2. if something goes wrong in the command handler, the file is stored already

Personally I see it as a benefit we have a history of every single attachment uploaded. We can easily go back in time and revert an erroneous upload or debug what our users did wrong in case of a problem.

By only passing around the UUID our event keeps small and this makes it easy to be published on RabbitMQ.

Debugging Selenium with X11 Forwarding on Scrutinizer CI

Last week we ran into some issues on Scrutinizer CI with our Behat Selenium test suite. These things tend to be quite hard to debug: as Selenium is running headless in X virtual framebuffer (Xvfb) there is nothing to see for the developer. It’s possible to take screenshots, but this requires code changes (probably).

X11 Forwarding

One of the cool things you can do with Selenium (or more particular Firefox or Chrome) is X11 forwarding. If you’re running a X.Org Window system it is possible to forward the display from one box to another. When you’re on a Linux desktop environment you’re golden, but if you’re on a Mac like me you have to install XQuartz to get it working. Follow the instructions on the site and don’t forget to logout and login after installation otherwise your $DISPLAY enviroment variable is empty. By the way: if you’re a Windows user I honestly suggest to get a Mac or install Ubuntu to get it working :).

If you want more information on this topic there is plenty of information to be found on the interwebz.

SSH Remote debugging session

To get this X11 forwarding working on Scrutinizer CI first request a new SSH debugging session. This can be done on the inspection page. When the inspection fails you can retry but in the same dropdown also choose for “SSH Remote debugging”. The first time you do this it will ask for your public keys from Github, you should accept the request. It may take some time but after a few seconds or minutes you’ll receive a SSH login to connect to. Add an -X switch after ssh, so the command looks like this:

Now login on the remote machine and verify your $DISPLAY server is set (should be something like localhost:10.0). Open ~/.profile in your favourite editor and remove the line:

Do not log out, but create new SSH session with the command above. If all is fine you should be able to start firefox and see the browser appearing. Kill this firefox instance, and start Selenium in this session (java -jar /location/of/selenium.jar) and in the first session start your Behat tests.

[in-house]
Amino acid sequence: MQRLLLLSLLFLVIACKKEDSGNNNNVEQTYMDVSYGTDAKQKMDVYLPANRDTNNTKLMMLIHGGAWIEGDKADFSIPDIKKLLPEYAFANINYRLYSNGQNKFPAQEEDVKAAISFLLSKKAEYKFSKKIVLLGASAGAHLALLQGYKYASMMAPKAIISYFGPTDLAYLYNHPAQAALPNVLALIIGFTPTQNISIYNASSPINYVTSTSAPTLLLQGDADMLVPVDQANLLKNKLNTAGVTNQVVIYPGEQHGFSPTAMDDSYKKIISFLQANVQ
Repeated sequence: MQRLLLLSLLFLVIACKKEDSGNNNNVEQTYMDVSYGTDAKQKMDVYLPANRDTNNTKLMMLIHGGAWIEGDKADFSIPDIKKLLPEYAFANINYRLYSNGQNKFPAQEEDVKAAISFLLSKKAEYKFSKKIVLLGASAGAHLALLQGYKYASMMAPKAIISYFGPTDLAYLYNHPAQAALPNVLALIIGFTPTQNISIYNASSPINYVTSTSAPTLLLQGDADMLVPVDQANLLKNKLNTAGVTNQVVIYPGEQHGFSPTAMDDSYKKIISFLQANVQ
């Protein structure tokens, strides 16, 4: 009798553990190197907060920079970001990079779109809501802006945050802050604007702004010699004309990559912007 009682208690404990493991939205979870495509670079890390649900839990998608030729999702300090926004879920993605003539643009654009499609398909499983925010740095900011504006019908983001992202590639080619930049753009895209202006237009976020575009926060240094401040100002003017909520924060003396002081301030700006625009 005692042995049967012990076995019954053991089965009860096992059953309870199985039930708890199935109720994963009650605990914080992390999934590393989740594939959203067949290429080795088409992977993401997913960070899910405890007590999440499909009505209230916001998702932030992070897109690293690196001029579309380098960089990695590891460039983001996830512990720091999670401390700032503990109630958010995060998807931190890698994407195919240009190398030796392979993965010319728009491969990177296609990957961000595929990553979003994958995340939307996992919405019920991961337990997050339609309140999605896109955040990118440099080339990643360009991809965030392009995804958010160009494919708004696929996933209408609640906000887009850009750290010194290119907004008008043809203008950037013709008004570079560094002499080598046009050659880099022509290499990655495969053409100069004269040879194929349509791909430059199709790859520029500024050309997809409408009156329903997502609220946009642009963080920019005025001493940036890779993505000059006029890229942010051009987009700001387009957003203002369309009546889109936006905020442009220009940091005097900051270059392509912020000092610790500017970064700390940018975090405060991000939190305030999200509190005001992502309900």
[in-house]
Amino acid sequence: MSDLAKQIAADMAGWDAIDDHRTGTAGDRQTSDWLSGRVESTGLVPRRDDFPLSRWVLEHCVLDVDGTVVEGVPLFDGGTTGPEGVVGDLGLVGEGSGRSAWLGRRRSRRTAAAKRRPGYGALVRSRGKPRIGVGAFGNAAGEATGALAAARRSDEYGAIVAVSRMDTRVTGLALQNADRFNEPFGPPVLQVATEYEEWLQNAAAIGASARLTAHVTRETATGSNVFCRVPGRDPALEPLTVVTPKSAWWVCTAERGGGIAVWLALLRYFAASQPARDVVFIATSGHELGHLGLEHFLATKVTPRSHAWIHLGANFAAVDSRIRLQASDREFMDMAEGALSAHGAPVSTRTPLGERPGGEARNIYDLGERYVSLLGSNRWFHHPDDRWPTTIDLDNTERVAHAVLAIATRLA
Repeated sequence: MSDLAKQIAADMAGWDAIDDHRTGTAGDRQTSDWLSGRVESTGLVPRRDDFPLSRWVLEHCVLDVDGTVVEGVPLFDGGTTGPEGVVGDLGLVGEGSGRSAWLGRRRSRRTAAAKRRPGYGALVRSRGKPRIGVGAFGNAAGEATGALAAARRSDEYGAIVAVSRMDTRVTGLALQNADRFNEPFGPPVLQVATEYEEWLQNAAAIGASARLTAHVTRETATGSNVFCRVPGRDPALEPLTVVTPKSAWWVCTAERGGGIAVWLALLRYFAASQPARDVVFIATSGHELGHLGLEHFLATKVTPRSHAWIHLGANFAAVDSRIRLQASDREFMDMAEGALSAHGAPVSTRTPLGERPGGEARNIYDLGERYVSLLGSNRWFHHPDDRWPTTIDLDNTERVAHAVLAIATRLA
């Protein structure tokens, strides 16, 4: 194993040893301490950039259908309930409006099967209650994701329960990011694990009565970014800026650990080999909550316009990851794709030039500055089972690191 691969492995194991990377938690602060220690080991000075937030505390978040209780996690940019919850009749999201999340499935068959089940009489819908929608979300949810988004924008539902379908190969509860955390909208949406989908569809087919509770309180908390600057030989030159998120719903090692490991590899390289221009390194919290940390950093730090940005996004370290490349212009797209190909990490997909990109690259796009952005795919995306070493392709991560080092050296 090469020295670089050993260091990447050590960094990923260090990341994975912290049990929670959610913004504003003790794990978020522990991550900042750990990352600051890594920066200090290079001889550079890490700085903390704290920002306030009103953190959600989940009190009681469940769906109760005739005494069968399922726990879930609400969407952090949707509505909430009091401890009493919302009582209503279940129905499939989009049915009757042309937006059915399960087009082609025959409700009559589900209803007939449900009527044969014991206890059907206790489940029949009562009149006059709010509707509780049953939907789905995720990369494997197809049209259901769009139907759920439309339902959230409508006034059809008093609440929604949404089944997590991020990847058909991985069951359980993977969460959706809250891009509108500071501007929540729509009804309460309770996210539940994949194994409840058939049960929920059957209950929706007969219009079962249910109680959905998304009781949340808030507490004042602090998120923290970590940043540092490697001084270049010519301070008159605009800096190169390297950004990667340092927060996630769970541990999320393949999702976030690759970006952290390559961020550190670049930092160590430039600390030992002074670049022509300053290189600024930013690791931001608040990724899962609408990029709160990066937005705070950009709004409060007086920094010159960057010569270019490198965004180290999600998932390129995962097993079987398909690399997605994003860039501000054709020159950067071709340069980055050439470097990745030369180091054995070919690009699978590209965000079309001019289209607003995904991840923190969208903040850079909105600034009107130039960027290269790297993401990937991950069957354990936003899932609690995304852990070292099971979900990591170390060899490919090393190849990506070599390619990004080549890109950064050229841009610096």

Speedup your test suite on Codeship using ParallelCI

As I mentioned in an earlier blog post we use Codeship to test some of our private repositories. The folks at Codeship improved their service a lot since we first used it: the UI is improved a lot (both visually as practically) and the list of notification services keeps growing too.

Lately they introduced a cool new feature called ParallelCI. Travis CI has a similar feature called build matrix. You can split up your test suite in multiple parallel builds, called pipelines. If you have a big or slow test suite (probably your Behat tests) you can speed up things a lot by splitting them into multiple pipelines.

Example configuration

Because our phpspec suite is fast enough, we’ve splitted our Behat suite in multiple pipelines. Of course this is project dependant and will vary per use case. To enable ParallelCI open your project settings at Codeship and click on the “Test” link. Scroll down for the “Configure Test Pipelines” section. There will be one pipeline configured called “Test commands” in which all your current test commands are configured.
Click on the green “Add new pipeline” link and a new pipeline tab will be added. Give it a clear name and add your test command. To get an idea of how this can be done take a look at our configuration:

Tab #1: Behat user

Tab #2: Behat profile

Tab #3: phpspec

When you save these settings (the pipeline edit form is bit cumbersome as you will notice when adding new tabs, but I guess this will be improved soon enough) and rerun your last run you’ll see your suite will be split into multiple pipelines and as a result it will speedup things drastically. So I definitely see the use of this new feature and I’m sure you’ll love it for your bigger test suites.

Symfony2 and RabbitMQ: Lessons learned

Last year we introduced RabbitMQ into our stack at We were in desperate need of a worker queue and after fiddling around with Gearman, Beanstalkd and RabbitMQ we made our choice: RabbitMQ it will be.

Now there’s quite some information to be found on RabbitMQ and how to use it, but a lot of things you have to find out yourself. Questions like:

  • what happens to messages on the queue after a service restart?
  • what happens to messages on the queue after a reboot?
  • how do we notice that a worker crashed?
  • what happens to my message when the consumer dies while processing?
  • etc.

Using RabbitMQ and Symfony2 (or php in general) is quite easy. There is a bundle for Symfony2 called OldSoundRabbitMqBundle and a php library called php-amqplib which work very well. Both are from the same author, you should probably thank him for that 🙂 .

First try: pure php consumers

We’re running a fairly common setup. Because we’ve been warned that php consumer die out every now and then, we’re using Supervisor to start new consumers when needed. There is a lot of information out there on this subject so I won’t go in there.

Despite the warnings we started with pure php consumers powered by the commands in OldSoundRabbitMqBundle. The first workers were started like this: